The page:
How Does 'QE' Work? Does It Even Work, at All?

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The Federal Reserve announced a big new round of quantitative easing, or QE, this afternoon, which has the markets positively thrilled.* This is the Federal Reserve using its small but mighty bag of tricks -- lowering interest rates and getting cash to big banks with the hopes that they will lend it out -- all for the purpose of stimulating the economy.

But does it even work? Depends on what you mean by "it."

There have been two (and a half) rounds of QE so far. The first round, starting in late 2008, prevented a Great Depression. As you'll recall, we didn't have a Great Depression. In fact, the recession ended in July 2009. It's pretty clear that Federal Reserve's extraordinary actions saved the economy.

The second round (and a half, if you count "operation twist") fought deflation and a moribund housing market. How did that work? The record is less clear. After all, we're still facing the same crisis of long-term unemployment, high joblessness and slow growth that we faced two years ago.

On the other hand, consider the stock market. The Wall Street Journal compiled a great visual showing instances of QE plotted against the Dow. QE should encourage families to take out loans and businesses to expand operations, and we've seen the stock market rise with each round of easing.

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A rising stock market isn't just good news for large companies and investors. It can also help overall consumer spending. In an impassioned defense of QE2, economist Martin Feldstein noted that the economy's strong rally at the end of 2010 was driven by a sharp increase in real personal spending, which in turn was driven by a decline in the savings rate and a sharp increase in the stock market. "There is no proof that QE2 led to the stock-market rise, or that the stock-market rise caused the increase in consumer spending," Feldstein admitted, "but the timing of the stock-market rise, and the lack of any other reason for a sharp rise in consumer spending, makes that chain of events look very plausible."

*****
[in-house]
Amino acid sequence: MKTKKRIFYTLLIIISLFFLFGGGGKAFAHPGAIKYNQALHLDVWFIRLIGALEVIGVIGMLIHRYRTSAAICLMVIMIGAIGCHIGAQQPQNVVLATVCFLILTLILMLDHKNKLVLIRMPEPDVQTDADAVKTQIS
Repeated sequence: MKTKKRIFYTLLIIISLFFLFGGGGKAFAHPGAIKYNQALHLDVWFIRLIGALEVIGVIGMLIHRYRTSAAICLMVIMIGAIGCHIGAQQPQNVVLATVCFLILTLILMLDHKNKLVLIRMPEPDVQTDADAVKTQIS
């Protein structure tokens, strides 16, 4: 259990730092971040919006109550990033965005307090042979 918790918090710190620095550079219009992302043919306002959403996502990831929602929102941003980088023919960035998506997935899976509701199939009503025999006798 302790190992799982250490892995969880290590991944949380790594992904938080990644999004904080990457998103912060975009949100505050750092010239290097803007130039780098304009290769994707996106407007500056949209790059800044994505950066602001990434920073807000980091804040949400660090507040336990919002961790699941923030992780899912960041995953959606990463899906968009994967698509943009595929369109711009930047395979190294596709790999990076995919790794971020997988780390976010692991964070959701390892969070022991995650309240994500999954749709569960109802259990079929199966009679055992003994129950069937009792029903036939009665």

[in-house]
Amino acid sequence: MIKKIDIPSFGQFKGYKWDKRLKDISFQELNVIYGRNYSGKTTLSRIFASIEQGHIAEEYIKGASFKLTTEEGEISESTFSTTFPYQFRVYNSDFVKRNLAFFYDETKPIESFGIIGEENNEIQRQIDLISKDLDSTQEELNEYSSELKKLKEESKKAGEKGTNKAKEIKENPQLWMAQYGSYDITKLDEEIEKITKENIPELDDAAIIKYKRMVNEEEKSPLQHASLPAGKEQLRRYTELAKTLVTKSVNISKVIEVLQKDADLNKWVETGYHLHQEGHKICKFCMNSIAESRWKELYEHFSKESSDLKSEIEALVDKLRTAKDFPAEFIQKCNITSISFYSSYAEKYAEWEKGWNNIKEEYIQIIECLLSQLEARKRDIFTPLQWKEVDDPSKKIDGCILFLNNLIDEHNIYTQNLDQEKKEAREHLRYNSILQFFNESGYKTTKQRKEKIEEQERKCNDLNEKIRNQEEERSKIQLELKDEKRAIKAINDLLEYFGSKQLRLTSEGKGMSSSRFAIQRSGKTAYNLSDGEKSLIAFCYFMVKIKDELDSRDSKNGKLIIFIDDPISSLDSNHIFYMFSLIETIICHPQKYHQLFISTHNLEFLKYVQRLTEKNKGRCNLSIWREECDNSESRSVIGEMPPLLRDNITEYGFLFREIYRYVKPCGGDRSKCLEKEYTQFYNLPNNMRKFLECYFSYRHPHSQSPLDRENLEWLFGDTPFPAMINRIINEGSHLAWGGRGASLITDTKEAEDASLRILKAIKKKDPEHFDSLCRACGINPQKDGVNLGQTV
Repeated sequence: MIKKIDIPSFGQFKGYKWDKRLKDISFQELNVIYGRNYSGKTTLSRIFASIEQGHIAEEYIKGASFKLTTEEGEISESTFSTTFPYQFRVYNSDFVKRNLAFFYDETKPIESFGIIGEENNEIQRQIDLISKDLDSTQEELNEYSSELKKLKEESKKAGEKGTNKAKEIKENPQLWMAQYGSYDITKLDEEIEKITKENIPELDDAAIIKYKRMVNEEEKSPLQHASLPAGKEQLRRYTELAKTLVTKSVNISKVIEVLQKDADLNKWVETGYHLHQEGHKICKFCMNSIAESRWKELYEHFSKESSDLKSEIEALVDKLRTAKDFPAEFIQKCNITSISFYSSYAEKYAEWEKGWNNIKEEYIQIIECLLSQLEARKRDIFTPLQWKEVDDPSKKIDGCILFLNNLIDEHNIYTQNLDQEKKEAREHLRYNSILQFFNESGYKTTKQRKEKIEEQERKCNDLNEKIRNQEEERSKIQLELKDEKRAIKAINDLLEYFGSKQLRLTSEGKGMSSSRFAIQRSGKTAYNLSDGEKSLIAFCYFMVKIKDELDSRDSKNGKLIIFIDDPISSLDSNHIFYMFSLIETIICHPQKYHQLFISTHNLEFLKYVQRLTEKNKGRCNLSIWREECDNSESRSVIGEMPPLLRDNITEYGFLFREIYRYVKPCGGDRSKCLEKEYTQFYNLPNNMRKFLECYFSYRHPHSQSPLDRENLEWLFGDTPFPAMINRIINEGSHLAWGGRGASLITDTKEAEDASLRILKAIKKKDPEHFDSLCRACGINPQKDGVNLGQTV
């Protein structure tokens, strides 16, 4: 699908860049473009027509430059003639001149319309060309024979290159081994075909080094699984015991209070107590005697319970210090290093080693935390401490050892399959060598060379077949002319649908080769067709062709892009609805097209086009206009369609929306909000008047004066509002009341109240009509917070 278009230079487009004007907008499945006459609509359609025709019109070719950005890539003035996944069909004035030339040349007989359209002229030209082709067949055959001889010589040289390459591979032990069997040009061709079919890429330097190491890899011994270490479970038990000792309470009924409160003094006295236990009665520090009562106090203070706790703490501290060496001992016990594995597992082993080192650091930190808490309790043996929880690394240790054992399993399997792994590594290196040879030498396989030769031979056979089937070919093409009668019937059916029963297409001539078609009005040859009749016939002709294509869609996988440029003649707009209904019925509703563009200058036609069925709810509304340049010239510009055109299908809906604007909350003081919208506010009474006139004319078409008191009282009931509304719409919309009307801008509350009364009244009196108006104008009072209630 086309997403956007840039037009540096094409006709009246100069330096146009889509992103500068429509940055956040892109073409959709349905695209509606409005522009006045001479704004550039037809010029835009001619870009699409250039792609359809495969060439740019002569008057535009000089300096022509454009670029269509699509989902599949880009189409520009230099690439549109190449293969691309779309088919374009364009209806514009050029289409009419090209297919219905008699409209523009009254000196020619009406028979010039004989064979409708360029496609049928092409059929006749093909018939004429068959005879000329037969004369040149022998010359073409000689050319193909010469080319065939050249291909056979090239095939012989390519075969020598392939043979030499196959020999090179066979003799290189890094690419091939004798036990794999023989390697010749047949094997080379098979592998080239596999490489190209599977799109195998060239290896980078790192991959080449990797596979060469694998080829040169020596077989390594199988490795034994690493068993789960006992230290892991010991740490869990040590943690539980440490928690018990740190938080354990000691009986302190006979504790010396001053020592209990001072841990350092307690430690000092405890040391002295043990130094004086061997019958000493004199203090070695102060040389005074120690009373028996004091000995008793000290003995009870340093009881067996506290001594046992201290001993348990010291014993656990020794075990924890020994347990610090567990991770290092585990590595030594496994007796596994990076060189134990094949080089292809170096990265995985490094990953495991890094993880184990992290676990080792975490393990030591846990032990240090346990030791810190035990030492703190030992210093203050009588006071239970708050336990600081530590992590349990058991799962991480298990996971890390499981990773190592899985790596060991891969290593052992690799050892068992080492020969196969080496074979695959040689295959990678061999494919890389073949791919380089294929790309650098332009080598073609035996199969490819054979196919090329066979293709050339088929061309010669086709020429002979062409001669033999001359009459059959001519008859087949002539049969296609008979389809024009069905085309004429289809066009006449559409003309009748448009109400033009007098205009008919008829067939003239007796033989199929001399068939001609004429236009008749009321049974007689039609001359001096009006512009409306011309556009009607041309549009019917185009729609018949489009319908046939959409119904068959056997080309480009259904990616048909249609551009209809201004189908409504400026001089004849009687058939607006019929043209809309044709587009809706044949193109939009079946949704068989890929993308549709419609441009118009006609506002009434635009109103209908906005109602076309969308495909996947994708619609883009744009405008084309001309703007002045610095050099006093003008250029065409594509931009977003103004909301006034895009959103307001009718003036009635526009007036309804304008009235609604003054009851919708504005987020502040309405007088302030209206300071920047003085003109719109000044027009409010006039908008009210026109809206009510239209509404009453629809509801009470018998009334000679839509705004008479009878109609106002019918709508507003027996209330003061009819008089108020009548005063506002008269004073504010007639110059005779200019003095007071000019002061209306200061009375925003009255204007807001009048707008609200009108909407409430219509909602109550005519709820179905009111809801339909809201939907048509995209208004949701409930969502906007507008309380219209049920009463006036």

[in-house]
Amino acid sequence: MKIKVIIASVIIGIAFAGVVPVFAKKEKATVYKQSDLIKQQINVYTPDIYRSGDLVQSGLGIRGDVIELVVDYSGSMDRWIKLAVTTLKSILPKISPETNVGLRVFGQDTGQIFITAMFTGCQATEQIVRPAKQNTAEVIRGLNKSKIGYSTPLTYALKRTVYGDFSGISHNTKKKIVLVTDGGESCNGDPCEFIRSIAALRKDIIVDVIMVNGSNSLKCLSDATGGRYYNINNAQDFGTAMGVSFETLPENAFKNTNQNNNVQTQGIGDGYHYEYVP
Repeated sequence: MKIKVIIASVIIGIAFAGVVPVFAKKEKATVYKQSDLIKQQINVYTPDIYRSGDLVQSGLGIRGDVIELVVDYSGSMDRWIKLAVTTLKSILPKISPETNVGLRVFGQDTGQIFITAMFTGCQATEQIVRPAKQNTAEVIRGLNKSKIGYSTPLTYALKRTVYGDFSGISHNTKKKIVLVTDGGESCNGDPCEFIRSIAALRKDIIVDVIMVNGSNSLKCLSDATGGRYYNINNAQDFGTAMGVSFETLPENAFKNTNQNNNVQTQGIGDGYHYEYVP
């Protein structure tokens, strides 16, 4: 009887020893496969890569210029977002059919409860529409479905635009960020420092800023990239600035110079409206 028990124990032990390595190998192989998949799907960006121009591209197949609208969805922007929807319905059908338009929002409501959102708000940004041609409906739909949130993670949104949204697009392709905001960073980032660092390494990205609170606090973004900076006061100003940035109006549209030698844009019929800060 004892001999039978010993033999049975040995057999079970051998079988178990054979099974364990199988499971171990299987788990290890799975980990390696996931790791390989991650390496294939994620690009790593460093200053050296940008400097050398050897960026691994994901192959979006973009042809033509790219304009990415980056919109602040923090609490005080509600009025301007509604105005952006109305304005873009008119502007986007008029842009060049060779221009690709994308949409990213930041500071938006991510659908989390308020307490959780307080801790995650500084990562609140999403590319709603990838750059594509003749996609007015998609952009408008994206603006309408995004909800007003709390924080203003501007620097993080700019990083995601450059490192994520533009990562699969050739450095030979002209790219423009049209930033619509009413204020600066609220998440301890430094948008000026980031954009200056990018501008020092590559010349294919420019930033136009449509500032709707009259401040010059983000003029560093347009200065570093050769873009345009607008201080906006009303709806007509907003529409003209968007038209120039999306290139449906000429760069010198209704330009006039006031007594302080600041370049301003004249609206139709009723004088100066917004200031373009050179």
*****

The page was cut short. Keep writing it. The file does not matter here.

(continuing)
As for today, the widely expected third round of QE is an acknowledgement that, for all our efforts, the recovery doesn't look much like a recovery. As Zachary Goldfarb explained for the Washington Post, this isn't about avoiding a depression so much as avoiding "the lost decade that Japan suffered after its financial crisis and that Europe seems increasingly likely to face now."

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*Updated to reflect the day's announcement.

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Derek Thompson is a senior editor at The Atlantic, where he writes about economics, labor markets, and the entertainment business.

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